In one case, loan conditions stipulated that the HTF share price should not fall below a certain value. According to the BVI filing, the loan arrangement with Sheen Vision Holding, incorporated just months earlier, required that the value of the 1.44bn HTF shares pledged had to be more than HK$1.74bn (US$224.7m) before Hanergy Investment could draw on the loan.

That meant the share price could go no lower than HK$1.21 — what it was selling for in August 2014. By April it had soared to HK$7.88, before plunging to HK$3.91 on Wednesday. Typically, loans using shares as collateral contain clauses that allow the lender to request more collateral or to sell the shares in the open market if the share price falls below a preset level.

The filings show Hanergy Investment also pledged HTF shares to China Development Bank to back a loan made in 2011 to a Hanergy solar project on the mainland. More funding was arranged with a lender represented by the Chinese brokerage, Haitong Securities. In December 2014, another BVI entity, China Genco, pledged nearly 1bn HTF shares as collateral for funds from China Huarong.

Pledging shares as collateral is lawful but needs to be disclosed, said Michael Cheng, research director for China and Hong Kong at the Asian Corporate Governance Association in Hong Kong. Mr Cheng did not discuss Hanergy’s loans but he noted share pledging as common in the region.

Controlling shareholders in Hong Kong sometimes delay disclosing their pledges or skirt disclosure transparency rules. This is a risk to minority investors in the case of sudden price moves when a margin call is triggered.

In recent weeks Mr Li — who holds a net position in HTF of 73 per cent of the shares — continued to buy shares in the company, which at one point was valued at $40bn.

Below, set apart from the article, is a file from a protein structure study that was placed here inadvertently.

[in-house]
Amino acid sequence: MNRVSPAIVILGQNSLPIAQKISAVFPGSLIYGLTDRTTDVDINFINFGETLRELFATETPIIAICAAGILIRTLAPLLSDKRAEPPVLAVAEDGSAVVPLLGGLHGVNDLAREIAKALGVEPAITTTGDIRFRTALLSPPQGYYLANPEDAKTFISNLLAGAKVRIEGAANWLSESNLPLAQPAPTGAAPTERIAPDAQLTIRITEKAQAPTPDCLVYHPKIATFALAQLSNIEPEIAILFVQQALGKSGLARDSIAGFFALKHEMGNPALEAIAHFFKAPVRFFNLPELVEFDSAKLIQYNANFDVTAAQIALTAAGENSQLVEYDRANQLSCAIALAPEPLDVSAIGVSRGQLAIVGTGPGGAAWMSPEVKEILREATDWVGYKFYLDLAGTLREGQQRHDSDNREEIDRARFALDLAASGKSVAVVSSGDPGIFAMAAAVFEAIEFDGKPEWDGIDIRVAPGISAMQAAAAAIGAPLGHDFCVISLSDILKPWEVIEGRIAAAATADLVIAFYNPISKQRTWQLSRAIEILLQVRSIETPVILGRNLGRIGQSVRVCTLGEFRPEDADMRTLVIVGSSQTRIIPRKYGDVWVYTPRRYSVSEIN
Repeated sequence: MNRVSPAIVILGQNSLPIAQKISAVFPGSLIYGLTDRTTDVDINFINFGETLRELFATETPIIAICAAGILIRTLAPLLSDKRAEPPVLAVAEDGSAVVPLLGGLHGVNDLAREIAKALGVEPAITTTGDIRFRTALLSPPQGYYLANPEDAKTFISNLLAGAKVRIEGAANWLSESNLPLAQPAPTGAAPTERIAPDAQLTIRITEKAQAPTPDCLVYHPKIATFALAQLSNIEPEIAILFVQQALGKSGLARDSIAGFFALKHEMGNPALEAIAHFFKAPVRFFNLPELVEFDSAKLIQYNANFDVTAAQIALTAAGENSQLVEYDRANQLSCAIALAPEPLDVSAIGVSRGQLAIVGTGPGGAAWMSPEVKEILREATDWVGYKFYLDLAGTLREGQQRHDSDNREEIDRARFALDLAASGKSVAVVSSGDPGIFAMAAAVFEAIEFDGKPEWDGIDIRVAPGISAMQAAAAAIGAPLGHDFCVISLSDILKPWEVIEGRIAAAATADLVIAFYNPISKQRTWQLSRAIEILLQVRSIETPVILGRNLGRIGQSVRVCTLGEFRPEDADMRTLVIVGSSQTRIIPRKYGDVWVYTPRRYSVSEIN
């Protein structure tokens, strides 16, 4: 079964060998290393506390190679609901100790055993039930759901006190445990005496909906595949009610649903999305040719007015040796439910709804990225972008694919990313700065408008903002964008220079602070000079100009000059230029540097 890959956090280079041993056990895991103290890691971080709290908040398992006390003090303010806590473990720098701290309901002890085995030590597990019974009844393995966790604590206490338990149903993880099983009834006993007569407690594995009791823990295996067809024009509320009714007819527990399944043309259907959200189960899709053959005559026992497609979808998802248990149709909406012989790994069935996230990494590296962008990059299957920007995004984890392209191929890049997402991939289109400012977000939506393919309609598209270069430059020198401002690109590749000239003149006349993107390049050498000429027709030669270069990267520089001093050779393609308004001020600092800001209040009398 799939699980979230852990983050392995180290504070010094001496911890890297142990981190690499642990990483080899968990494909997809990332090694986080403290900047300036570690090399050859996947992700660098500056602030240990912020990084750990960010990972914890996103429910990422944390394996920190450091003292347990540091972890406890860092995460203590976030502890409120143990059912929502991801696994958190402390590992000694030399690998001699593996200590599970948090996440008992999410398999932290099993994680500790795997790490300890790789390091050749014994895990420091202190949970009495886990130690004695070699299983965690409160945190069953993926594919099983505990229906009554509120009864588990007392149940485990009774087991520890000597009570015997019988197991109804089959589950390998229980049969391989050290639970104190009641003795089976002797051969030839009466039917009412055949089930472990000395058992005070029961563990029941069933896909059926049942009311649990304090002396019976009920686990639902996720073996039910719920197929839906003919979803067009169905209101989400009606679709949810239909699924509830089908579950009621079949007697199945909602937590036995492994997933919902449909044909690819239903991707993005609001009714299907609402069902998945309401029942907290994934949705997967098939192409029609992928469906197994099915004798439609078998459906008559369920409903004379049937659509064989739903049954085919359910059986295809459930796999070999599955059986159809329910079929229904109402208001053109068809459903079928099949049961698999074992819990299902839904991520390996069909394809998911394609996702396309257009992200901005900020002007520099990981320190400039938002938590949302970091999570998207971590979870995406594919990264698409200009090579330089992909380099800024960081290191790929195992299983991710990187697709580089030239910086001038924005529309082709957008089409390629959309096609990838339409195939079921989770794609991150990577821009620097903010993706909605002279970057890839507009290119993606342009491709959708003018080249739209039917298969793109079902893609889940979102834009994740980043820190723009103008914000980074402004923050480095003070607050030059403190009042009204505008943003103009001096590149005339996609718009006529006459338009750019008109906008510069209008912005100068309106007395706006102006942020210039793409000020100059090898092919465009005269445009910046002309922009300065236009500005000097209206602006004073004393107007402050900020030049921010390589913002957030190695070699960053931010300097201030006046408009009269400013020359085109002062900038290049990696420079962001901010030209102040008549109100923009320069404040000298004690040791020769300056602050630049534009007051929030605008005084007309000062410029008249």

The BVI corporate filings also reveal other details about Hanergy’s financial practices.

In mid January 2014, the filings show, Mr Li — through Hanergy Investment — pledged “at least” 1.4bn shares in HTF to an unspecified lender represented by a subsidiary of Haitong Securities (China’s second-biggest securities company by assets).

The next day, Hanergy Investment bought nearly 50m shares in HTF for HK$60m, at a price per share of HK$1.202, according to an announcement by the listed company.

The share pledge was released in July 2014. On 14 August, Hanergy Investment pledged 1.44bn shares in HTF to Sheen Vision.

That same day, Mr Li filed a disclosure to the Hong Kong stock exchange that he had a “short” position in HTF of 1.44bn shares — which at the time amounted to 5 per cent of the company — and a 72.92 per cent “long position”.

Share pledges are often only disclosed to the Hong Kong stock market through a disclosure-of-interest filing — but with no detail on the lender or loan arrangement.

A pledge of shares is regarded as a change in the nature of interest in the shares. In Hong Kong filings, share pledges can appear as a shareholder’s “short” position, with a reference code to alert investors that the position may refer to share pledges rather than shorting of stock. Investors holding short positions borrow shares and sell them, betting that the share price will drop so they can reap a profit.

Mr Li’s most recent disclosure-of-interest filing dated two days before the share price plunged shows his “short” position climbed to 7.71 per cent, with a “long” position of 80.79 per cent.

Attempts to contact Sheen Vision via its registered agent in BVI were unsuccessful. The identity of the beneficiaries of Sheen Vision Holdings is not publicly available.

Hanergy has previously faced questions about how pledged shares were used. HTF trading was suspended in December 2013, a day after a Hong Kong newspaper alleged that shares pledged to lenders had been transferred to hedge funds for short selling.

In an announcement to the Hong Kong stock exchange, HTF confirmed at the time that Hanergy Group had pledged one-third of its 17bn HTF shares to four unnamed financial companies in exchange for loans worth HK$520m.

The company said then that most of the HK$345m drawn down was used to buy HTF shares.

Additional reporting: Lucy Hornby and Miles Johnson